Silicone scar strips.  These were recommended by my physical therapist to help better the appearance of my scars.  I ordered long ones (7in) from Amazon, and each strip is just long enough for one of my scars.


I'm sure there are other things, but... chemo brain.

I had my radiation simulation today, but that is for another post.
 


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Tuesday, August 28, 2018

Gisèle, Age 11







1. What is your favorite color? "Purple.  Lavender purple."

2. What is your favorite toy? "I don't know.  I don't really... what do you mean by toy?  Like, actual toy?  I like books and drawing."

3. What is your favorite fruit?  "I enjoy mango and raspberries."
      
4. What is your favorite tv show?  "K.C. Undercover.  And I also like Bizaardvark." 

5. What is your favorite thing to eat for lunch?  "I like leftover casserole."
     
6. What is your favorite outfit?  "Ooh... I don't know.  I like all my outfits!  I like my new Harry Potter one {shirt}that I got the best."

7. What is your favorite game?  "I like Cover Your Assets."

8. What is your favorite snack?  "I like apples and cheddar."

9. What is your favorite animal?  "Baby elephant."
   
10. What is your favorite song?  "I'm not sure if it's Overcomer {Mandisa} anymore.  I think it might be Popular from Wicked.  I like singing along to any song from Wicked."
    
11. What is your favorite book? "Harry Potter and the Goblet of Fire."

12. Who is your best friend?  "It's weird 'cause I just started school and I don't see Hannah that much.  I'd probably still say Hannah.  And Andrianna, Sabrina, and Melanie."

13. What is your favorite breakfast? "I really like waffles still.  And bacon.  Waffles and bacon." 

14. What is your favorite thing to do outside?  "I like playing disc golf.  I also like playing roof ball with Miles."

15. What is your favorite drink?  "I like the blackberry lemonade from Mod {Pizza}."
   
16. What is your favorite holiday?  "Christmas."

17. What do you like to take to bed with you at night?  "A book."
  
18. What is your favorite thing to eat for dessert?  "Ooh - that's a hard one right there.  I'll take any dessert."

19. What is your favorite dinner?  "I like carnitas, and tacos, and anything Mexican."
  
20. What do you want to be when you grow up?  "Actress!"

Happy 11th birthday, Gisèle!  I'm so blessed to be your mom, and can't wait to see what this year has in store for you!  










Monday, August 13, 2018

Physical Therapy Has Begun

It's been 3 1/2 weeks since my double mastectomy, and I still have a drain in.  I hate it.  It's more and more painful every day, it's limiting my recovery since I can't do the stretches I need to on that side, keeping me stuck in button-up or zip-up shirts, and I won't be able to start radiation until it's out.  I've been in surprisingly good spirits throughout this whole cancer mess, but this drain has me weepy, depressed, and angry.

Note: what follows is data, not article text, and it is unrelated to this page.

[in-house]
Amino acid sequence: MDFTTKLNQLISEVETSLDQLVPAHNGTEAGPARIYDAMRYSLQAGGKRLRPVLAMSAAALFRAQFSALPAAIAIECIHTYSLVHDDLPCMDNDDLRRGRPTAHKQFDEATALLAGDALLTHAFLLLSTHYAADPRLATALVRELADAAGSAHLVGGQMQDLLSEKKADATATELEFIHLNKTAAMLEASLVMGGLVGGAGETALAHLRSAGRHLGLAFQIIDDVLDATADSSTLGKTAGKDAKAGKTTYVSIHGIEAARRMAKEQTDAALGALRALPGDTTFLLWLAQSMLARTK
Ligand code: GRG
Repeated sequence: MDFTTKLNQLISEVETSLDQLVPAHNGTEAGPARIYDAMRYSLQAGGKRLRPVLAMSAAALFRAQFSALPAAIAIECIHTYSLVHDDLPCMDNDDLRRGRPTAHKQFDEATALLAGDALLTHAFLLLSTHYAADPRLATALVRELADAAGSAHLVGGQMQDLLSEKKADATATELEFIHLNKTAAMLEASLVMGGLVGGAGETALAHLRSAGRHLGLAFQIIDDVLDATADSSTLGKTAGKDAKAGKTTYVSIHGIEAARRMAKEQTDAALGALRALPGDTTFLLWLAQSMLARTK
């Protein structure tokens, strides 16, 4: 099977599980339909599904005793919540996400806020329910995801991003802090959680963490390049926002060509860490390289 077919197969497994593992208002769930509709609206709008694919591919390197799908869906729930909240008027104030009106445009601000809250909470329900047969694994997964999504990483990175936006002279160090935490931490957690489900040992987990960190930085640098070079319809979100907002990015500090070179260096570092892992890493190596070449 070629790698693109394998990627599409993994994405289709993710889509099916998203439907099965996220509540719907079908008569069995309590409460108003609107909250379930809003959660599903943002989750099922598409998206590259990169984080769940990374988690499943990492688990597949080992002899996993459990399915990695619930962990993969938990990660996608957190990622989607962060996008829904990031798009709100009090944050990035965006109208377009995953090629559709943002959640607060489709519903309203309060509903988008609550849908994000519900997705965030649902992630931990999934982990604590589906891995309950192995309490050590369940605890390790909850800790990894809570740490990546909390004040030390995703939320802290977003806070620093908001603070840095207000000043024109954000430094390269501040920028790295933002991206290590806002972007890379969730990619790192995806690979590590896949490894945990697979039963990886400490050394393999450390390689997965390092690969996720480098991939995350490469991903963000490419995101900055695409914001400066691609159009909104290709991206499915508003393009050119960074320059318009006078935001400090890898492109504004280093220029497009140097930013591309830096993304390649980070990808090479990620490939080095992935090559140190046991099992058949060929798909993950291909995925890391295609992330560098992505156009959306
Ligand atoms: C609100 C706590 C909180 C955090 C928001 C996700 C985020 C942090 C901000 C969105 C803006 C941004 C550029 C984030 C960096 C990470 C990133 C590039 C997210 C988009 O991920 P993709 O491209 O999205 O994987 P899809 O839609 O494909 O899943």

Despite the stupid, hated drain, I've started my physical therapy appointments.  Usually those don't begin until after all drains are out, but my range of motion was limited enough that my surgeon wanted me to go ahead and start now.  I'm supposed to begin radiation at the end of the month, and without some intense physical therapy, I won't be able to get into the position needed.

I saw my physical therapist for the first time last week (other than the initial measuring appointment pre-surgery), and she said I have significant cording on the right (where all my lymph nodes were removed), and am very tight on the left, where scar tissue has formed.  I have 3 PT appointments this week, 3 next week, and 2 for each of the 4 weeks after that.  They'll continue during radiation.

My first PT appointment was torture - and the therapist used that word before I could.  I don't think I was capable of speech at that point.  I was crying.  My sister, who was watching, was crying.  The therapist was teary-eyed.  My therapist advised me to take a prescription painkiller before all of my future appointments.

Part of PT is massage.  Not the relaxing Swedish massage you willingly pay for, but massage to break up scar tissue and stop my chest wall from fusing to the muscle underneath.  I do an at-home version every morning and night, and Jamie has been helping me with that when he's home.  My morning and evening routines now include emptying the drain; chest wall massage; removal, washing, and reapplication of silicone scar strips; exercises/stretches; and lotioning to keep my skin healthy.  It takes a good 20 minutes or so each time.  And my therapist added 2 new exercises today, so let's just up that to an even 30.

I like my therapist, I really do.  I told her today that I appreciate what she's doing even though I really don't like her while she's doing it.  I know all of this will help.  And I can do it.



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Wednesday, August 1, 2018

Recovery

I'm recovering.

The day of surgery is a bit of a blur now.  We checked in early in the morning, and I changed into a gown and waited to meet the various doctors and nurses who would be involved in the surgery.  Whitney, my PA, had to draw on me; we joked about her drawing some cute doodles, but it turns out they get in trouble if they do that.  Too bad, because it would lighten the mood a bit.  My IV hurt, but I don't remember anything after they started to wheel me back toward the surgery room.  I remember saying goodbye to Jamie, but that's the last thing until I woke up in recovery.  Recovery is a blur, as well.  They kept asking me if I felt any pain, which I thought was ridiculous, so I think I answered, "It hurts" every time.  I don't remember the ride to my room, either, though I remember when we entered, because it looked a lot like the rooms I gave birth in.  (Same hospital.)